Lemon Vinaigrette

Two jars of lemon vinaigrette, two lemon halves, and a wire whisk.

[Editor’s Note: It may take a moment—actually, a couple paragraphs—to comprehend the connection between fashion and food such as lemon vinaigrette. But patience, dear reader, as the point the author makes is a sound one.] The French eat well. The French dress well, as evidenced by this lemon vinaigrette recipe. And their style secret, reports a stylish friend, is this: one outfit. Which is good news. It demystifies the French mystique and it qualifies me for a French passport.

I’ve long stood steadfast by my rule: One girl, one outfit. In second grade I relied on a yellow floral maxi and copper enamel peace pendant. I spent much of college in itchy pink capris. But basic, which is to say black, is best.

Once you’ve settled on a look, it will come in handy all the time. The zip- back microfiber tank dress, for instance, works with sandals in summer, a blouse in fall, sweater in winter, and T-shirt in spring. It pairs nicely with a jacket for day or pearls for night. It shrugs off playground spatter or commuter grime. It can, in a pinch, double as nightgown.

The repetitive look frees the budget for other concerns. Like double portions of shoes and handbags, which my friend assures me are the Hamburger Helper of the French fashion diet. After a year, the French retire the old and invest in the new. I’ve been stretching my black-on-black best a couple of seasons now and have yet to experience the urge to shop. I’m hoping this makes me doubly chic.

I don’t believe in changing salad dressing any more than clothes. I’ve been relying on this recipe for decades and it has yet to fail me. Stylish on any salad.–Leah Eskin

LC Dress To Impress Note

Just like the author said, this lemon vinaigrette recipe is stylish on darn near any salad. We know because our recipe testers said so—actually, they literally swooned over its versatility. Take a gander at their comments—all two dozen of them— found beneath the recipe for inspiration on what to drip, dribble, and drizzle this vinaigrette over any time you want to dress to impress.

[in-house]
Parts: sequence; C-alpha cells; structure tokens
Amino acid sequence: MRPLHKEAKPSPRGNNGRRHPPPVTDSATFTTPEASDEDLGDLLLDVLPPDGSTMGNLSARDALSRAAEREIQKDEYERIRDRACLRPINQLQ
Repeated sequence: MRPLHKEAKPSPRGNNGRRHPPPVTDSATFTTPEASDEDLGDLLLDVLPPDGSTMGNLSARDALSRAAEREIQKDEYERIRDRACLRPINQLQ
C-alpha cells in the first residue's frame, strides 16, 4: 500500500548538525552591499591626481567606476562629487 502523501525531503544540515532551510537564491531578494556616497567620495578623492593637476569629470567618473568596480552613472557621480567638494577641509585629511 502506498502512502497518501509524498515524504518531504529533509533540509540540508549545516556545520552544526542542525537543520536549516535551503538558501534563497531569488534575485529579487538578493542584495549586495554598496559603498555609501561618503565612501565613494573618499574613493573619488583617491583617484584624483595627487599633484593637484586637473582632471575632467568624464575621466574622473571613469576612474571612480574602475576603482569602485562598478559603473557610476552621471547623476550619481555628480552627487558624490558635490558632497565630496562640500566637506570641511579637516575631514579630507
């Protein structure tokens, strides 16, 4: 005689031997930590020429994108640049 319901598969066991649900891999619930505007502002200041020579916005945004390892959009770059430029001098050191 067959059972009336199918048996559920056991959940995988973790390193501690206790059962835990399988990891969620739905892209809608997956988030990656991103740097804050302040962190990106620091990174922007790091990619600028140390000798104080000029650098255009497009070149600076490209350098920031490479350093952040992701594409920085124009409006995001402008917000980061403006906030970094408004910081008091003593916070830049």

Lemon Vinaigrette

  • Quick Glance
  • (1)
  • 5 M
  • 5 M
  • Makes about 1/2 cup
5/5 - 1 reviews
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Ingredients


Directions

Pour the lemon juice into a small bowl. Whisk in the mustard and sugar.

Drizzle in the olive oil, whisking constantly, until the lemon vinaigrette is shiny and smooth.

Stir in salt to taste and, if you’re feeling fancy, chives. Dribble the lemon vinaigrette over anything and everything you please.

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Recipe Testers' Reviews

Not too much to say here other than this is a very easy and quick recipe if you want a fresh dressing for a weeknight salad. I made this lemon vinaigrette a few times over the past couple weeks and it's always tasty. I love the addition of sugar, which is something I might not have thought of, but it really takes some of the edge of the mustard and the lemon's acid. I tried the vinaigrette with chives and it's great, but it's still a top-notch dressing without them.

Once you start making your own salad dressings, it’s hard to ever go back. This is a fine lemon vinaigrette recipe to add to your repertoire. Light, fresh, easy, and appealing, it spans all the seasons and nicely dresses a wide range of types of greens. Tonight I served it on a 50/50 mix of baby spinach and a mesclun-type mix of spring greens, unadorned by any other vegetables or fruits. Perfect! I’m generally not a big salter, but I went two rounds with the salt, which I think really perked up this dressing.

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Comments

    1. Marguerite, if you click on the ‘show nutrition’ button below the recipe instructions, a box with the nutritional information should pop up below that. It may take a moment.

    2. Marguerite, if you toggle the Metric button, the metric appears in the recipe. For this, only the olive changes. The other amounts are too small to covert.

  1. What a terrific dressing to have in your arsenal. Why would anyone buy a chemical-filled store-bought salad dressing ever again? I’ve made similar vinaigrettes in the past, but this one called for sugar. I was curious as to how it would turn out. I’m not a big fan of whisking, so I just put all the ingredients in a jar and gave it a vigorous shake. It turned out great. My lemon produced 3 tablespoons juice. I felt it was the perfect balance. I chose not to add the chives, just because I didn’t have any on hand. I do plan to try this again when I have some. One noteworthy ingredient I used was the sugar: I only use turbinado sugar. We loved it and, as we eat a lot of vegetables in our family, I’ll likely keep a batch in the fridge at all times for dressing salads and veggie dipping.

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